QPMA selects the 2019 Next-Gen Intern
The Packer's Northeast editor, Amy Sowder, chats with outgoing Quebec Produce Marketing Association president Dino Farrese and the winner of the 2019 Next Generation Intern, Jane Collin. ( Amy Sowder )

When Jane Collin, 28, category manager at Sobeys in Montreal, heard her name called as the winner of the 2019 Next Generation internship at the Quebec Produce Marketing Association, she stood from her chair and made the rounds at the brunch, kissing the cheeks of her colleagues and mentors as she made her way to the stage.

The roar of applause from more than 400 people attending Saturday’s industry brunch at the August 8-10 QPMA Convention in Quebec City settled into a hum as Collin accepted the honor.

“I’m very emotional, and I’m very excited to grow with you,” Collin said at the podium. “We had to talk about ‘I, I, I’ in the interview, and it was very difficult because in this industry, we always say ‘we, we, we.’”

The Next Generation Network program was created eight years ago to recruit younger people into the association, and to award the winning candidate the opportunity to sit on the QPMA board for a full year and participate in all the activities and meetings, said Dino Farrese, QPMA’s outgoing board president and president of the Boucherville, Quebec-based Bellemont Powell brokerage firm.

“The purpose is for making sure that they really understand what the board is doing for the rest of the association, and to better understand not only QPMA, but the entire industry,” Farrese said.

The network is open to all QPMA members between 18 and 35 years old.

Outgoing intern Danny Boileau, 31, production director of Jean-Yves Boileau & Sons, paused and cleared his throat as he summarized his yearlong internship visiting five businesses and accompanying QPMA CEO Sophie Perreault to Parliament and policy proceedings. 

He also discussed what challenges he faced beforehand to get to that point.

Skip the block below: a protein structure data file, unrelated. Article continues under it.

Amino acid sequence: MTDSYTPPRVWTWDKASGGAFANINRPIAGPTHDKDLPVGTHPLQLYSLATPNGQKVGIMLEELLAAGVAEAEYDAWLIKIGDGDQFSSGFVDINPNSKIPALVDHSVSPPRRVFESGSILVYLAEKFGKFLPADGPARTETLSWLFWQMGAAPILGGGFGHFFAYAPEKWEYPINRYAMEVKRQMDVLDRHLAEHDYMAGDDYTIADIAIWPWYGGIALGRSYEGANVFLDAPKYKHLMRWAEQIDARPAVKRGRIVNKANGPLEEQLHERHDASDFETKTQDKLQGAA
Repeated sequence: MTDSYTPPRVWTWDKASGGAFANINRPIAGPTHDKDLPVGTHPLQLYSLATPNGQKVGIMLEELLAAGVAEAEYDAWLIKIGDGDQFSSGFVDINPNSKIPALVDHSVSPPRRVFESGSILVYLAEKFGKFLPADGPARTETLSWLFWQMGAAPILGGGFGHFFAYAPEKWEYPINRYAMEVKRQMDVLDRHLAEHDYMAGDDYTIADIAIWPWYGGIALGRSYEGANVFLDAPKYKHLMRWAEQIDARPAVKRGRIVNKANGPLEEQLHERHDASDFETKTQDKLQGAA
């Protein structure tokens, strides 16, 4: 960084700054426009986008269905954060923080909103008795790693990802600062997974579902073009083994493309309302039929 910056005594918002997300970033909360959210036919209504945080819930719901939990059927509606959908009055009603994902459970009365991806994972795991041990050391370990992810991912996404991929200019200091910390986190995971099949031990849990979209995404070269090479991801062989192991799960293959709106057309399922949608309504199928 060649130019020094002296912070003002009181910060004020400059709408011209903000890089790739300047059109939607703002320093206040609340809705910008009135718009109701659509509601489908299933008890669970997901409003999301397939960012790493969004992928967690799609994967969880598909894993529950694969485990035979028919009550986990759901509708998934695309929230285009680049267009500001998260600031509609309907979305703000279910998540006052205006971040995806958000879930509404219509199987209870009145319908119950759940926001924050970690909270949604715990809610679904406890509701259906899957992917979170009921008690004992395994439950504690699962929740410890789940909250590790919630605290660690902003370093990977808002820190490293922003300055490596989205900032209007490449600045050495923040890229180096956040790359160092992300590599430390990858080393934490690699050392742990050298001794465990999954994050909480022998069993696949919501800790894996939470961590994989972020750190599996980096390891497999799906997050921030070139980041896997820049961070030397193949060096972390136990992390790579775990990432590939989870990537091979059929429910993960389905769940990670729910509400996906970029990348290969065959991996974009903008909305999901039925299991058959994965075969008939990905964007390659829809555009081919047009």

Boileau is a fourth-generation apple producer at the Havelock headquarters close to the U.S. border, but he wasn’t sure he wanted to work in the family business. In the fall of 2013, Boileau was deep in a major depression. He’s since climbed out of it with a mission.

“A few years later, I gave myself the responsibility to talk about this, to send a message of hope so people better understand the battle of mental health and what they can do in this industry,” Boileau said. “The past year, I was very surprised to be chosen. I gave all that I had. I think it’s up to this next generation to take these opportunities. It’s not just in your conversation, but in the way you integrate it into your life.”

Collin wasn’t sure the produce industry was for her either, initially.

At first, Collin wanted to use her bachelor’s degree in business administration, operations management and supervision at Laval University for the fashion industry.

But after graduation, she entered a case analysis competition on a logistics team. Metro was sponsoring the case, which was on the implementation of a produce warehouse. Collins’ team won and was granted the opportunity to visit the Metro warehouse and meet with people from the human resources department.

“I had the image of this industry as ‘oh, no, that’s not for me,’ but now I’ll never be able to step out of it. I really like it,” Collin said. “After my first week at Metro, you know when you have the impression that you just got shot with something and it’s there, in you? I’m someone who loves challenges, and I don’t think there’s anything more challenging than the produce industry.”

Collin knows the internship is just the first step.

“It’s a long-term commitment, and for sure one day I’ll be holding his position,” Collin said with a grin as she patted Farrese’s back. He laughed.

That’s how it all begins.

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